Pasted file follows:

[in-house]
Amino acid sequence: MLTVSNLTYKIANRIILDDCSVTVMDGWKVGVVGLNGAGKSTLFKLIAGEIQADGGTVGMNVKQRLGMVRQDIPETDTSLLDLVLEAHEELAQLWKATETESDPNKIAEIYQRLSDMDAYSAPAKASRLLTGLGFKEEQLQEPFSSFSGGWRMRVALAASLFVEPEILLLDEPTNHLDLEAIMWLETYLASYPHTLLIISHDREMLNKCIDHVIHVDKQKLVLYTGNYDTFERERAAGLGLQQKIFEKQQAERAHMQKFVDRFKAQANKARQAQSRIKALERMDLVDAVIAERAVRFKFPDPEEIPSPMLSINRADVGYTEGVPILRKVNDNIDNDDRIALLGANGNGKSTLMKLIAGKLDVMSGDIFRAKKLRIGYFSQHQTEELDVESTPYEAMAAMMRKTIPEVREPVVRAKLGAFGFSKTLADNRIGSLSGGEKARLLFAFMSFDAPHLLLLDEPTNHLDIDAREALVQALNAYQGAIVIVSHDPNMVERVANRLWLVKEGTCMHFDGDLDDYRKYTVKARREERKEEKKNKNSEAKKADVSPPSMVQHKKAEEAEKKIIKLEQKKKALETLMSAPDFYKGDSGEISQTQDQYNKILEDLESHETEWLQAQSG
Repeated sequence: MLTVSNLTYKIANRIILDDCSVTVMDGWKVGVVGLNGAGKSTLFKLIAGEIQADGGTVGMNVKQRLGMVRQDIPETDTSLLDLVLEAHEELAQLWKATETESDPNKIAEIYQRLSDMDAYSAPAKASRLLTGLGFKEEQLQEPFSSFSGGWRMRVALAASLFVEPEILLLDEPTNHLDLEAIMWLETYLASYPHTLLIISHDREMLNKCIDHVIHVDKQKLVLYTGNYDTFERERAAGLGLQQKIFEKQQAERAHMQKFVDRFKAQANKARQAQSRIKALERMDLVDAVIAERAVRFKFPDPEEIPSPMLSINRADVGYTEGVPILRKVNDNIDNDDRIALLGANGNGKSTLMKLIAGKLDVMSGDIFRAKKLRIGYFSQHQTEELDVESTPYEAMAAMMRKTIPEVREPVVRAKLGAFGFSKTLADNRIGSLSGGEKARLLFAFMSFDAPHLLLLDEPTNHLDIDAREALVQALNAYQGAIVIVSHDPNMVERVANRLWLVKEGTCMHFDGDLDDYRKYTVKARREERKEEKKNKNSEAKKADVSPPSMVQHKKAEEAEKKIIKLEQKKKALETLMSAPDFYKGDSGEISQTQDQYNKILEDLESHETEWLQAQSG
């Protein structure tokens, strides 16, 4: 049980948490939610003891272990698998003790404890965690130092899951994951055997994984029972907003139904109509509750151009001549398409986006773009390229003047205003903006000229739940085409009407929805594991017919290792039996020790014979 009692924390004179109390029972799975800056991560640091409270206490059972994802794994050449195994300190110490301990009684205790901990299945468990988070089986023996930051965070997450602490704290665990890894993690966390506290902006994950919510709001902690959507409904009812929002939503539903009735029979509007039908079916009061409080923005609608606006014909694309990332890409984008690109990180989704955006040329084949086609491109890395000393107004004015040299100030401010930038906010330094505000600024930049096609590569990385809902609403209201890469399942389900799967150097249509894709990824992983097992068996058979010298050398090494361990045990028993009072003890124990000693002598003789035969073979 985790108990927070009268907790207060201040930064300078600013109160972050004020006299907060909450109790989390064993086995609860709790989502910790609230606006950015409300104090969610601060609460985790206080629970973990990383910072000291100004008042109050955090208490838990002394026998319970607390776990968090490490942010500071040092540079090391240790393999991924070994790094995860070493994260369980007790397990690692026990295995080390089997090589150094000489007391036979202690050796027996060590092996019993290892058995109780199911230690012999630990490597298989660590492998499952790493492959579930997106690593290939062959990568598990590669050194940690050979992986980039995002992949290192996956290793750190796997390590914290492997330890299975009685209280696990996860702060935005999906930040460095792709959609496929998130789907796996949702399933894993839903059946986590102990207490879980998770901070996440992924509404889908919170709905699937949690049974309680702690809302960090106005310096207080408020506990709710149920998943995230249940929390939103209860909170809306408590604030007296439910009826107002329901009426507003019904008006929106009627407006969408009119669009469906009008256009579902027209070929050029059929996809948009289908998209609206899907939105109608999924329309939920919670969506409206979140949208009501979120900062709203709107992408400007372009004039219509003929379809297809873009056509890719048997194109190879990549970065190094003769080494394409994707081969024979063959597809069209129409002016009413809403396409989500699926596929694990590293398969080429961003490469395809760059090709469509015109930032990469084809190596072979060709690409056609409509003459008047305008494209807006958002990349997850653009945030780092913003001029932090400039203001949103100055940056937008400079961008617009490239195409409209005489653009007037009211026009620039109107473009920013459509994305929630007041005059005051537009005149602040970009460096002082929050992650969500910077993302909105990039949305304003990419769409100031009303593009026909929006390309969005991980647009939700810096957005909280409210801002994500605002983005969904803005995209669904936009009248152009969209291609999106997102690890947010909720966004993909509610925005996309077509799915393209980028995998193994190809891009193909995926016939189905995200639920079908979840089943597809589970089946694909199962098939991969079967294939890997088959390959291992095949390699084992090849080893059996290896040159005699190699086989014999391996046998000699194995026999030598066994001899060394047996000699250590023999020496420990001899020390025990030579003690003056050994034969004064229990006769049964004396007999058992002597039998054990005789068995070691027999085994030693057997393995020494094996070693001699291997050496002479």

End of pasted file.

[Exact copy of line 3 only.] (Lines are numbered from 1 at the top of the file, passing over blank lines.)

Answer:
Repeated sequence: MLTVSNLTYKIANRIILDDCSVTVMDGWKVGVVGLNGAGKSTLFKLIAGEIQADGGTVGMNVKQRLGMVRQDIPETDTSLLDLVLEAHEELAQLWKATETESDPNKIAEIYQRLSDMDAYSAPAKASRLLTGLGFKEEQLQEPFSSFSGGWRMRVALAASLFVEPEILLLDEPTNHLDLEAIMWLETYLASYPHTLLIISHDREMLNKCIDHVIHVDKQKLVLYTGNYDTFERERAAGLGLQQKIFEKQQAERAHMQKFVDRFKAQANKARQAQSRIKALERMDLVDAVIAERAVRFKFPDPEEIPSPMLSINRADVGYTEGVPILRKVNDNIDNDDRIALLGANGNGKSTLMKLIAGKLDVMSGDIFRAKKLRIGYFSQHQTEELDVESTPYEAMAAMMRKTIPEVREPVVRAKLGAFGFSKTLADNRIGSLSGGEKARLLFAFMSFDAPHLLLLDEPTNHLDIDAREALVQALNAYQGAIVIVSHDPNMVERVANRLWLVKEGTCMHFDGDLDDYRKYTVKARREERKEEKKNKNSEAKKADVSPPSMVQHKKAEEAEKKIIKLEQKKKALETLMSAPDFYKGDSGEISQTQDQYNKILEDLESHETEWLQAQSG